Louis Richardson 120000HRWE email@example.com | | Tags:  social-business | 2 Comments | 2,291 Visits
I recently responded to an email question: "Why does an organization need a system like IBM Connections when they can use Facebook, Twitter, Google+ which are FREE ?"
Here is my response...and I welcome feedback and additional points as comm
There is no reason a company cannot use free social systems like Facebook, Twitter, Google+, etc. In fact, I would tell most organizations that they should consider using these social media tools...for specific purposes.
Here are a couple of questions to consider:
What is being shared and who owns the conversation?
What if the "free" landscape changes?
Yammer is one of the "free" social tools that have been adopted by some organizations. It's cloud based and they make it easy to jump into sharing the conversation. The problem is that once you want to do anything "business" oriented, like integration, managing users, etc. you have to pay. Then along comes Microsoft who just announced they are acquiring Yammer. Now the whole model and architecture is probably going to change. If your business was relying on Yammer, now your business is about to change to whatever Microsoft decides it's going to be. And by the way, your Yammer conversations are now owned by Microsoft.
I know "control" and "manage" don't seem to be very "social". We normally think of "social" as free spirited and unbounded...which it is. But as one considers using social for business you're going to be faced with some decisions. How are you going to integrate this into your business processes? If social is just another thing to do, it's going to fail. It needs to be integrated into your business applications - CRM, ERP, Portal, Intranet, etc. How are you going to do that with a free social tool you don't control? And what if you have compliance needs? How can you manage, track and report on the myriad of social conversations spread across a variety of free social tools? I had a person approach me regarding a concern they had. Their CEO was fired because of misconduct, yet 6 months later, his LinkedIn profile still listed him as CEO of their company. They wanted to know how to make him take that off. The answer, they can't. They don't own LinkedIn or his data. So without some unprecedented legal battle, it's not easy to do something as simple as having invalid data removed.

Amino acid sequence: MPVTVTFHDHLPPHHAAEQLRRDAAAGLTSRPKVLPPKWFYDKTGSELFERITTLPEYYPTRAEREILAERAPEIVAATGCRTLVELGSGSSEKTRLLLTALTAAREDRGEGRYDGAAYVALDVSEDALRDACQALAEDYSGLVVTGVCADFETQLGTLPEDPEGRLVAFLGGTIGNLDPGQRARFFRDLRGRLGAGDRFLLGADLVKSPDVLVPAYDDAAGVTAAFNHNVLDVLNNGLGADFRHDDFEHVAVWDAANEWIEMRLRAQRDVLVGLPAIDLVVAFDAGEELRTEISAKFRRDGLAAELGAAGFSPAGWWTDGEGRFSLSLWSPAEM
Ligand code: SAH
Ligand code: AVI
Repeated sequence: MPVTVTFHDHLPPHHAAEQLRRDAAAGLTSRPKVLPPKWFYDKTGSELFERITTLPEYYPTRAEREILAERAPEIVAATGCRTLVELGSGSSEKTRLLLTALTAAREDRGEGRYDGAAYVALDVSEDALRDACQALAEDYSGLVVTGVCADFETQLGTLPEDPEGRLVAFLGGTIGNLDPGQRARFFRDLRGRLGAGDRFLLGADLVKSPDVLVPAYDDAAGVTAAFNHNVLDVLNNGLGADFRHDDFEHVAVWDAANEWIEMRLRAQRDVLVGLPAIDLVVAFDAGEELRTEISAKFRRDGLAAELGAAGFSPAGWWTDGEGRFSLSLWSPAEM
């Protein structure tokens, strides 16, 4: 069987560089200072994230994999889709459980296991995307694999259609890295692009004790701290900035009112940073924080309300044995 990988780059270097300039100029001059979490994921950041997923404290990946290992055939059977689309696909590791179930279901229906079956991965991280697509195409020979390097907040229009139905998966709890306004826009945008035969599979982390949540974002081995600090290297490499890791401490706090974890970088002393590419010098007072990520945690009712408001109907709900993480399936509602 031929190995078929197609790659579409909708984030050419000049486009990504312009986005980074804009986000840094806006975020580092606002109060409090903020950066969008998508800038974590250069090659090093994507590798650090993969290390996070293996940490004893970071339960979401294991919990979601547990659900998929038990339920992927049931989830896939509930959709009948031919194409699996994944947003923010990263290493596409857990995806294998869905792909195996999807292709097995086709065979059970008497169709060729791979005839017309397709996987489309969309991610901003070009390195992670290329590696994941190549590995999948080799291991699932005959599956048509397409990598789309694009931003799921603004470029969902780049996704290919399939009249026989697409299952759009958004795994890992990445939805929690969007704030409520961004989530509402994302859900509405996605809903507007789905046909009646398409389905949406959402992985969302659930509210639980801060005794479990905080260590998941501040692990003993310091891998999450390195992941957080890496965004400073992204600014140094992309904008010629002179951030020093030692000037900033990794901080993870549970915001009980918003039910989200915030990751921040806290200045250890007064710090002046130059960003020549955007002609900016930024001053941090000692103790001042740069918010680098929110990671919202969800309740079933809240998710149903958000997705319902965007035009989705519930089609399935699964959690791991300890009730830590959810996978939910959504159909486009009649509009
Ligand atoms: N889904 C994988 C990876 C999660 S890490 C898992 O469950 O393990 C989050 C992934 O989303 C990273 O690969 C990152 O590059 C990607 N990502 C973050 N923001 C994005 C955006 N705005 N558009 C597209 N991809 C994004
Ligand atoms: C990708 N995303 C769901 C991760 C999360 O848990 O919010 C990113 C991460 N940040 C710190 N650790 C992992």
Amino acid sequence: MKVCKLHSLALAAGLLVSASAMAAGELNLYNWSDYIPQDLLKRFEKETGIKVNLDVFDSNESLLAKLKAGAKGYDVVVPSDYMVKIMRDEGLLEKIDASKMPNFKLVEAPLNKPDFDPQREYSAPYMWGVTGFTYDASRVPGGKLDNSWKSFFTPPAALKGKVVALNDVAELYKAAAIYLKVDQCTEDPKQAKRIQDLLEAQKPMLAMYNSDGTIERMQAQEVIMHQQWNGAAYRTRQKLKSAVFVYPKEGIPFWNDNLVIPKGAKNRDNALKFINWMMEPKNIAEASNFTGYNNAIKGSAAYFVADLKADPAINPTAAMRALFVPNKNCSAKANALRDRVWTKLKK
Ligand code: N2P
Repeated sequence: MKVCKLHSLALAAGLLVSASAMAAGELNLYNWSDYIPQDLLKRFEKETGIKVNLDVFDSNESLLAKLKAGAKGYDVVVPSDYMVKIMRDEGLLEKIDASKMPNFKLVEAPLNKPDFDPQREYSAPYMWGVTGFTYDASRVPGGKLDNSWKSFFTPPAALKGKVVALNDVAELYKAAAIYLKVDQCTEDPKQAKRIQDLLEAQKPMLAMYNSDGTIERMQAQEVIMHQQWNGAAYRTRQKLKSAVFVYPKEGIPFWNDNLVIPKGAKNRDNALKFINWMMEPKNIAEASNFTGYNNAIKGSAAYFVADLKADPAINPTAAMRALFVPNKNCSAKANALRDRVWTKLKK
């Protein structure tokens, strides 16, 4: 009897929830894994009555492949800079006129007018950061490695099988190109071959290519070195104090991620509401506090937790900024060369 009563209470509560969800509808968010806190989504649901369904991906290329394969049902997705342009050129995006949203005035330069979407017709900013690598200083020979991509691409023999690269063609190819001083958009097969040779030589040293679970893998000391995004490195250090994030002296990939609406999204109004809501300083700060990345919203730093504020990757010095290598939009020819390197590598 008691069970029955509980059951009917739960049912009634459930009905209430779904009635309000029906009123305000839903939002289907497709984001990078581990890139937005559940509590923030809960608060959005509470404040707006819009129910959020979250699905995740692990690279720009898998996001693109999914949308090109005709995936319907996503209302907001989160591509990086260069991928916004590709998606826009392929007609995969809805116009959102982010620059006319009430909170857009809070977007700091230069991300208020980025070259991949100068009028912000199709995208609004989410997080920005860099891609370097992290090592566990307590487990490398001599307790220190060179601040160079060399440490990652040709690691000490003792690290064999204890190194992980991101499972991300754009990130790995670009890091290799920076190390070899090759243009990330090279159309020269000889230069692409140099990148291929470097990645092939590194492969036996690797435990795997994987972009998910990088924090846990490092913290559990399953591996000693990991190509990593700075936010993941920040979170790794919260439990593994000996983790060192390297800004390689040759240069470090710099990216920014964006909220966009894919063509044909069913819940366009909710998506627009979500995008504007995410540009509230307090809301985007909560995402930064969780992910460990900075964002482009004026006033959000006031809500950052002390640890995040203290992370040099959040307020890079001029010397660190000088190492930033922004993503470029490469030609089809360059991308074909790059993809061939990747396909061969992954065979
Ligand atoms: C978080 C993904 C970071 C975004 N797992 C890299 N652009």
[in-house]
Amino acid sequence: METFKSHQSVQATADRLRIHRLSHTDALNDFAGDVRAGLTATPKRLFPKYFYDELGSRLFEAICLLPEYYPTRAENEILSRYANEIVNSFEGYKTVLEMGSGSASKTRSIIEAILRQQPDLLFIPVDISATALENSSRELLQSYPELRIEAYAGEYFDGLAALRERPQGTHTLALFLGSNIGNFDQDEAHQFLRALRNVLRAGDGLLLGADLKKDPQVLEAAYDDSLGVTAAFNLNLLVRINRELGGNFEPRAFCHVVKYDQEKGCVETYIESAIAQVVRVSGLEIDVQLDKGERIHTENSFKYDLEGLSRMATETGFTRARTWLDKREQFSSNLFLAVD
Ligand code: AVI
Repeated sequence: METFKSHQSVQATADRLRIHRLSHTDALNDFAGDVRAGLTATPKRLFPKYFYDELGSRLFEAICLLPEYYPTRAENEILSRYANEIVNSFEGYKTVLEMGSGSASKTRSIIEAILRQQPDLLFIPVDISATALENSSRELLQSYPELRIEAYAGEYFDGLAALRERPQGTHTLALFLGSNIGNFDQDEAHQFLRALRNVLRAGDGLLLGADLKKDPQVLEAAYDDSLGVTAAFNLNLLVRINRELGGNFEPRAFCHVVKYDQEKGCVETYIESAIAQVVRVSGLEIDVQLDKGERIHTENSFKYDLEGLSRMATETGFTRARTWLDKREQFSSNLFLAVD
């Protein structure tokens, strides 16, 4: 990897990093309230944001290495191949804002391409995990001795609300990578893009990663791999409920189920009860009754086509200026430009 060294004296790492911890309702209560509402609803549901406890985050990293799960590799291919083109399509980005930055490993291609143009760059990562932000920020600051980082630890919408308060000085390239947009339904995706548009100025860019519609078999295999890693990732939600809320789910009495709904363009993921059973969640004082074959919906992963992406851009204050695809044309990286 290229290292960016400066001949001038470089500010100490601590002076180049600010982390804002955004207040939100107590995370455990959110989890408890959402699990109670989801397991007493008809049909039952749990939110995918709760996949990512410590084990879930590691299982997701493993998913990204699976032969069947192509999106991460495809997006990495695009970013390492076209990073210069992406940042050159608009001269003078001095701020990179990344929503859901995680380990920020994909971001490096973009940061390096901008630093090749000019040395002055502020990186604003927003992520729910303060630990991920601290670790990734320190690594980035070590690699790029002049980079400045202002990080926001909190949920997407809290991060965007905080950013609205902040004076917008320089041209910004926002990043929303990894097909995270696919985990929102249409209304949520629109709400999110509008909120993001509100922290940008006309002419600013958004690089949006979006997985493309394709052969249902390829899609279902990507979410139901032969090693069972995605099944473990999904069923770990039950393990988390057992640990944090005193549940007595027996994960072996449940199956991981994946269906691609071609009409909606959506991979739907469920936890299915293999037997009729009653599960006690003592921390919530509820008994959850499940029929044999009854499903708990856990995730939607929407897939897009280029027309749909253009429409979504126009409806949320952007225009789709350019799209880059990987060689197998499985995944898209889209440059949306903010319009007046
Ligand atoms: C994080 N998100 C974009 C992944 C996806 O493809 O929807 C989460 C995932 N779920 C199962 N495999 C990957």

I use free social tools, like Twitter, LinkedIn, Slideshare, YouTube, etc. But I use them for the specific purposes. I post videos and presentations that are external facing (for customers). I tweet about news and ideas I have. But I don't tweet that I'm going to see a specific customer. Why? Because my competition follows my Twitter account and could then make a sales call on the same client. I do post my sales appointments on my Connections status updates, because I often get some very helpful and relevant feedback from my IBM network.
I wouldn't use the public social networks to inquire about customer references. Nor would I want the responses to be public. But I do need that type of information on a regular basis and Connections helps facilitate that.
So it's not a matter of "if" companies should use free social tools. The answer is "yes". The question is "why" and "when" should companies use free social tools. And the answer to that question will likely point out that most companies need a social network that they can own and leverage for their business use. That's why companies use Connections. It's the difference of being "social" and being a "social business"
Martha Mealy 120000F9TQ firstname.lastname@example.org | | Tags:  leadership social-software market-share | 0 Comments | 692 Visits
IDC published their annual assessment of the market share leaders in the social software platform marketplace. IBM ranked #1 again for the third year!
"Despite the clamor around Facebook, the No. 1 social networking site, the real king of the social networking sector is International Business Machines Corp..." --International Business Times
"IBM’s social enterprise software revenue grew faster than any competitor, and nearly twice as fast as the market overall. This is a considerable feat, given that the market for business social software grew almost 40 percent between 2010 and 2011." --CMSWire
Read more about this report and our leadership in this space here:
Infographic: IBM is the Social Business Leader
IBM Press Release: IBM Named Worldwide Marketshare Leader in Social Software for Business